Author Topic: Are "New England" (US) organs similar to "Old England" (UK) organs?  (Read 3125 times)

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Branchporter

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I've wondered if the organs built in the 1800s by New England builders Hook and Hastings, Johnson, etc were influenced mainly by English organs. Our organ has most of the pipework of the previous 1871 Wm. Johnson organ. Would it be similar to something that might be found in England?
It's stoplist and description can be seen here:
http://www.pennyanfbc.com/organ.html

revtonynewnham

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Re: Are "New England" (US) organs similar to "Old England" (UK) organs?
« Reply #1 on: March 18, 2013, 09:50:16 AM »
Hi

If the stops marked as original are correct, then there are influences other than the typical English organ of the late 1800's at work.  The Melodia stop for instance is very, very rare over here, except on reed organs!.  The pedal also is more developed than the typical UK example of comparable size, which at best would be Bourdon 16, Open Diapason 16 & Bass Flute 8 or something similar.  http://www.npor.org.uk/cgi-bin/Rsearch.cgi?Fn=Rsearch&rec_index=D05180 is a slightly larger example of a stop list from the period from NPOR (the first one of Bishop's that I found on a builder search for organs between 1850 @1890).  The same exercise for other builders would produce broadly similar stop lists - albeit with variations due to house style and customer expectations.

Every Blessing

Tony

Branchporter

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Re: Are "New England" (US) organs similar to "Old England" (UK) organs?
« Reply #2 on: March 19, 2013, 02:21:07 AM »
Thanks Tony!
I wish I had a stoplist of the Johnson as built. It may have had a mixture, as Johnsons of that size and era usually did. The Johnson pedal division was likely about as you described. Most older Johnsons had two or three pedal ranks. In the present organ, some of the pedal ranks are "borrowed". For instance, the 16' Lieblich Gedeckt and the 8' flute are the same rank, which is also used in the Swell at 16, 8 and 4 foot. Presently, two flute ranks are on unit chests, the rest is straight. While those two flute ranks are great sounding, another flute rank, the 4' Rhor (Chimney) Flute is one of the nicest stops I have ever heard!

I wish the old Johnson tracker was still there and unaltered, it would be a treasure!

revtonynewnham

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Re: Are "New England" (US) organs similar to "Old England" (UK) organs?
« Reply #3 on: March 19, 2013, 02:53:17 PM »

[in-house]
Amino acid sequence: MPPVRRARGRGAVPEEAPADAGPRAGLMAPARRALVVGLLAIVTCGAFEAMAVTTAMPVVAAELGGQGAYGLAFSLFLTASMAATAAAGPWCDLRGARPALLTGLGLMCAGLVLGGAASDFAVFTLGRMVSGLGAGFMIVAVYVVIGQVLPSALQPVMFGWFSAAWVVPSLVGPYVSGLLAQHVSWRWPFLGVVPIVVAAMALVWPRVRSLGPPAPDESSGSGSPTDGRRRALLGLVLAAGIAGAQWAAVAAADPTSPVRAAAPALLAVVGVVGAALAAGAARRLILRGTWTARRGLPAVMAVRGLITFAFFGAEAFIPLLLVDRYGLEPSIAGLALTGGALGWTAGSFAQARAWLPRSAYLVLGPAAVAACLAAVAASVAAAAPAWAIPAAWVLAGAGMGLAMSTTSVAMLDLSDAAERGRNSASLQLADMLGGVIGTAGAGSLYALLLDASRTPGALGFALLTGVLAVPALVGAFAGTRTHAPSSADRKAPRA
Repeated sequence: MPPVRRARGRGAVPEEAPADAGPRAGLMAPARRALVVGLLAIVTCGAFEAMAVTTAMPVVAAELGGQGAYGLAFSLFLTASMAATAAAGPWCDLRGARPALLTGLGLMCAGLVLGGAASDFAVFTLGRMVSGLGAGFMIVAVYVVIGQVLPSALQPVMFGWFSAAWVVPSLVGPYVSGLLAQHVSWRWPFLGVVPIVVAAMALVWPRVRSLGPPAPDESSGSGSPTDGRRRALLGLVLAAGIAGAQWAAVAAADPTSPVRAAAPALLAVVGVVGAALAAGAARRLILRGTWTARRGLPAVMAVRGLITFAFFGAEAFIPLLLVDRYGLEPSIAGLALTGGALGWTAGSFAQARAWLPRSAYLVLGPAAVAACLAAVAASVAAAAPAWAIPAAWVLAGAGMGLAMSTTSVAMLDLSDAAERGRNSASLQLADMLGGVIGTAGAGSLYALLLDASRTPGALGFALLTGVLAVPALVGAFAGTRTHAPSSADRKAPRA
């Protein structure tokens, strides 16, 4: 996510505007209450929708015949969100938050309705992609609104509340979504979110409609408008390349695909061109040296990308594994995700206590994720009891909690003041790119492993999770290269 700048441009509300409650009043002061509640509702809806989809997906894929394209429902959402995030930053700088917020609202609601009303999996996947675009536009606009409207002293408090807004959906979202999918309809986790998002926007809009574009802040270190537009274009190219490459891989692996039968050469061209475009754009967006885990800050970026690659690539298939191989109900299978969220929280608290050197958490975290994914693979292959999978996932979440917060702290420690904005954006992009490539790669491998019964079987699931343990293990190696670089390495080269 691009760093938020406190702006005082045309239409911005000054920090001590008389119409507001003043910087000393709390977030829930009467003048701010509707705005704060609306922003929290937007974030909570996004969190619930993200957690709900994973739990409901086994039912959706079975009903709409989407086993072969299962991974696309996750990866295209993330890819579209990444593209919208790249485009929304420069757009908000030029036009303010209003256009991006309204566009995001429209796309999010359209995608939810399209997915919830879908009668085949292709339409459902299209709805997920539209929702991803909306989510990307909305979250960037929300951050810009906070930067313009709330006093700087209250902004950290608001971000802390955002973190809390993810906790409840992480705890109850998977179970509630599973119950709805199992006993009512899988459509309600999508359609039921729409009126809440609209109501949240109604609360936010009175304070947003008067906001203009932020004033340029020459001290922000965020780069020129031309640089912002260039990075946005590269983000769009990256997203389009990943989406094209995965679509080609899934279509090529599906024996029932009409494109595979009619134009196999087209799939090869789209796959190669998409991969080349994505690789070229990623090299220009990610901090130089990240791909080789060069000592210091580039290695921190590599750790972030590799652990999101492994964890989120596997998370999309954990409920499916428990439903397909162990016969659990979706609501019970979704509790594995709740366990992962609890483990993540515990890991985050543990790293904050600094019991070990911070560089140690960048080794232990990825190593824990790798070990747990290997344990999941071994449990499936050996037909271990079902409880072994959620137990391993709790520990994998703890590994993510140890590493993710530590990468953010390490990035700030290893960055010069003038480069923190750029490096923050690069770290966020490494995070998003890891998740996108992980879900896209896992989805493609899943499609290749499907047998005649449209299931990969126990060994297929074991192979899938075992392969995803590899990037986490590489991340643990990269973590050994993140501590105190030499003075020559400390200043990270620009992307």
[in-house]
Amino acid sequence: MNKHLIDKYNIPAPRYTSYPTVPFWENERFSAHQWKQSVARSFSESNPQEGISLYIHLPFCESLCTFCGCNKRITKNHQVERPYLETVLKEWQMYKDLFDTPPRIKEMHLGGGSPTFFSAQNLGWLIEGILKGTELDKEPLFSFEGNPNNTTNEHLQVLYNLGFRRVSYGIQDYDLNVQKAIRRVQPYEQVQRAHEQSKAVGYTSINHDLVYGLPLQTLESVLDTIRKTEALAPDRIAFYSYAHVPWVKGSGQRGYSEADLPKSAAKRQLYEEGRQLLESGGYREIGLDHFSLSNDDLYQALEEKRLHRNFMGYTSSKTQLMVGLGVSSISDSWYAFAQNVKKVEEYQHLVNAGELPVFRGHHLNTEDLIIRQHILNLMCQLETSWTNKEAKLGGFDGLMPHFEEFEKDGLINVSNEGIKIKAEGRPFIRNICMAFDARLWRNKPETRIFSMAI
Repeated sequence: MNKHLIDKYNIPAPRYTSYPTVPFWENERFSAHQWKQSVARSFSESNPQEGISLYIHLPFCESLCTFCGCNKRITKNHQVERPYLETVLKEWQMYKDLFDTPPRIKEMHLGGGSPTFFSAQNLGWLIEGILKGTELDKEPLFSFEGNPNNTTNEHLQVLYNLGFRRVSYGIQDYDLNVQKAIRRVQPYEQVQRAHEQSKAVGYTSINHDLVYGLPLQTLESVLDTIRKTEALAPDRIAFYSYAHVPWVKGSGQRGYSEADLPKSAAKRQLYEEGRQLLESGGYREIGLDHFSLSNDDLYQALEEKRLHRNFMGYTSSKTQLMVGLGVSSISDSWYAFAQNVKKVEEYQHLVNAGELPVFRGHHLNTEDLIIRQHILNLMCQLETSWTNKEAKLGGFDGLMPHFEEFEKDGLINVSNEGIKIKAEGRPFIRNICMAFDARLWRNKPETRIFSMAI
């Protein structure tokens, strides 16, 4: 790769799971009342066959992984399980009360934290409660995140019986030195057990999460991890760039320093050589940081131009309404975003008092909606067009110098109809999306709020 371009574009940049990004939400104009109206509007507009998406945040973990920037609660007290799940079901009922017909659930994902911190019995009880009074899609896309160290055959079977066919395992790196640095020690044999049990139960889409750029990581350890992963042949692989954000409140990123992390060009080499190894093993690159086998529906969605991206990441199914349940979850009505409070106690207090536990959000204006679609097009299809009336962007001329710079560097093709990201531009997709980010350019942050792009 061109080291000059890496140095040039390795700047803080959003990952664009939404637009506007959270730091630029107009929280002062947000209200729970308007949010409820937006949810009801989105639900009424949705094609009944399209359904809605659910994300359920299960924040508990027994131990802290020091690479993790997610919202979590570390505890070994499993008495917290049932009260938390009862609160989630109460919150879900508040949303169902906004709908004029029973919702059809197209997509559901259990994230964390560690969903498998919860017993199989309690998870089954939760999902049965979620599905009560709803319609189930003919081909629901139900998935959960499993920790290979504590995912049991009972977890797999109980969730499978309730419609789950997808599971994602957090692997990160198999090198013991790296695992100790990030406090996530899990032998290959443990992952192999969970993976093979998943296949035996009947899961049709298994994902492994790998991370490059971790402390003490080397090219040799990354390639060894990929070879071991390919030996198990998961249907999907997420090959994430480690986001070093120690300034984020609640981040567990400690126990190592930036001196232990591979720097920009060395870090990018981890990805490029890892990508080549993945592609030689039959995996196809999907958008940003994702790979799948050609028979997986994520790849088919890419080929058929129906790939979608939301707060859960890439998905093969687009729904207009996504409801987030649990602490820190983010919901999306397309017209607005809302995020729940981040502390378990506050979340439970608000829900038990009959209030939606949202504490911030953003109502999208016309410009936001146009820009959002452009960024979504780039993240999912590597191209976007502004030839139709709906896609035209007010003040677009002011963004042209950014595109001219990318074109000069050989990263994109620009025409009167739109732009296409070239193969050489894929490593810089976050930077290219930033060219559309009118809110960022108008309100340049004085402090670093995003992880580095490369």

Hi

Too many old organs have been mutilated beyond all recognition.  http://www.npor.org.uk/cgi-bin/Rsearch.cgi?Fn=Rsearch&rec_index=E00285 is the instrument in my current church.  Restored just a few years ago, and very nice, if a little limited tonally.  The "new"Stopped Diapason Treble is an amazing stop - a lovely soft sound by itself (perhaps a little too soft for use in hymns), but it works as the only 8ft under Principal & Fifteenth - it just seems to "grow" and fill out the unison.  It also gives me the classic early English "Diapasons" sound - i.e. Open & Stopped Diapasons 8ft.  There are a handful of videos on my You Tube channel - one day I hope to get round to recording some of the Early English repertoire (just not enough hours in the day at present!).

Every Blessing

Tony

flared_ophicleide

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Re: Are "New England" (US) organs similar to "Old England" (UK) organs?
« Reply #4 on: February 09, 2014, 06:38:32 PM »
How do, Tony?
Just clicked on the NPOR link in your last, and noticed that HW&S converted the former Keraulophon into the St. Diapason treble. Am sure that this stop indeed does give much colour.
Would its scaling be a bit smaller than that of what a stopped metal from that vintage would be?

revtonynewnham

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Re: Are "New England" (US) organs similar to "Old England" (UK) organs?
« Reply #5 on: February 10, 2014, 10:22:33 AM »
Hi

Yes, despite cutting the pipes down to half-length, the scaling is somewhat smaller than  I would expect - although most likely the original St Diap Treble was a wooden stop.  However, the current stop is an excellent tonal match to the existing stopped diap Bass, and is one of those stops that you can play for hours by itself - just beautiful.  It's a little too quiet to sue by itself for quiet congregational accompaniment (the Dulciana fills that role), but the St Diap seems to "expand" as other stops are added, and even works as the sole 8ft underneath Principal & Fifteenth for an alternative,lighter chorus.

Sadly, the church is closing at the end of next month - but all being well the organ is moving again - this time to an educational project sponsored by an Australian Anglican deanery. I'll miss it.

Every Blessing

Tony

 


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